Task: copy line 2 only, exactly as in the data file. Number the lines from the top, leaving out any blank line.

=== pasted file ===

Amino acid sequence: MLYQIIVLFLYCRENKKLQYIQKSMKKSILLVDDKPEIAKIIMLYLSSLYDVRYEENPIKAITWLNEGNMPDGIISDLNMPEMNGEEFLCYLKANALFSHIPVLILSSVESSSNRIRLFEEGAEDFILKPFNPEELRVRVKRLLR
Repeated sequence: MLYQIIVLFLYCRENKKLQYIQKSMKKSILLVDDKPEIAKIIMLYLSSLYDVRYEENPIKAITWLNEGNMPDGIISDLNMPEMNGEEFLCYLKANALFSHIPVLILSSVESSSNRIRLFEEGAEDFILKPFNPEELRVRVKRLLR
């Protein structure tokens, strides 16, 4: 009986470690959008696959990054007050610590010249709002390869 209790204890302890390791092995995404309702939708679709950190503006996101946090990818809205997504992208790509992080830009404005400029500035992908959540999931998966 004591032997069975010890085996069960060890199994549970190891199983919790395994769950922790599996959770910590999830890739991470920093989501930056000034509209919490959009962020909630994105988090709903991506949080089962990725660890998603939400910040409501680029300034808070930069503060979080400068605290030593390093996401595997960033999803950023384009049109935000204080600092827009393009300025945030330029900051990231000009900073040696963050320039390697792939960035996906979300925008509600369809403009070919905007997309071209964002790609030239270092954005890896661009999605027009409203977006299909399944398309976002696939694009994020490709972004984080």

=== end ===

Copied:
Repeated sequence: MLYQIIVLFLYCRENKKLQYIQKSMKKSILLVDDKPEIAKIIMLYLSSLYDVRYEENPIKAITWLNEGNMPDGIISDLNMPEMNGEEFLCYLKANALFSHIPVLILSSVESSSNRIRLFEEGAEDFILKPFNPEELRVRVKRLLR